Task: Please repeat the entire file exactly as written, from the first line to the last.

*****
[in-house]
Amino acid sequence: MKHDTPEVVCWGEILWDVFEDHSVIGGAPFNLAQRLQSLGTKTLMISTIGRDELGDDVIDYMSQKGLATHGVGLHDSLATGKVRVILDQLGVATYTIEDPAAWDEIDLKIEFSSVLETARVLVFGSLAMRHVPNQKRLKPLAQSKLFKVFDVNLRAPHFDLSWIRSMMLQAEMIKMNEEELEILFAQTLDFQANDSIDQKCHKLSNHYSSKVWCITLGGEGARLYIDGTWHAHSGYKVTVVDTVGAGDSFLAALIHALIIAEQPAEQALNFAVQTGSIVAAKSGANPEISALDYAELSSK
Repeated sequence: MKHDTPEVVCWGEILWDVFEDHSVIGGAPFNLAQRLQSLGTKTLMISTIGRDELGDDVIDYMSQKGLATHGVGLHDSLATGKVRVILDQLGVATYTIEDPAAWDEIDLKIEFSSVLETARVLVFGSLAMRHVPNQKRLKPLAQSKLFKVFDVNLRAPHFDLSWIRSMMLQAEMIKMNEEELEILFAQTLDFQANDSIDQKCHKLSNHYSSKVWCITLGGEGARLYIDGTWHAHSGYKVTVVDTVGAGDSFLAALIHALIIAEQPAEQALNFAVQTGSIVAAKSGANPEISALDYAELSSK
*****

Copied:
[in-house]
Amino acid sequence: MKHDTPEVVCWGEILWDVFEDHSVIGGAPFNLAQRLQSLGTKTLMISTIGRDELGDDVIDYMSQKGLATHGVGLHDSLATGKVRVILDQLGVATYTIEDPAAWDEIDLKIEFSSVLETARVLVFGSLAMRHVPNQKRLKPLAQSKLFKVFDVNLRAPHFDLSWIRSMMLQAEMIKMNEEELEILFAQTLDFQANDSIDQKCHKLSNHYSSKVWCITLGGEGARLYIDGTWHAHSGYKVTVVDTVGAGDSFLAALIHALIIAEQPAEQALNFAVQTGSIVAAKSGANPEISALDYAELSSK
Repeated sequence: MKHDTPEVVCWGEILWDVFEDHSVIGGAPFNLAQRLQSLGTKTLMISTIGRDELGDDVIDYMSQKGLATHGVGLHDSLATGKVRVILDQLGVATYTIEDPAAWDEIDLKIEFSSVLETARVLVFGSLAMRHVPNQKRLKPLAQSKLFKVFDVNLRAPHFDLSWIRSMMLQAEMIKMNEEELEILFAQTLDFQANDSIDQKCHKLSNHYSSKVWCITLGGEGARLYIDGTWHAHSGYKVTVVDTVGAGDSFLAALIHALIIAEQPAEQALNFAVQTGSIVAAKSGANPEISALDYAELSSK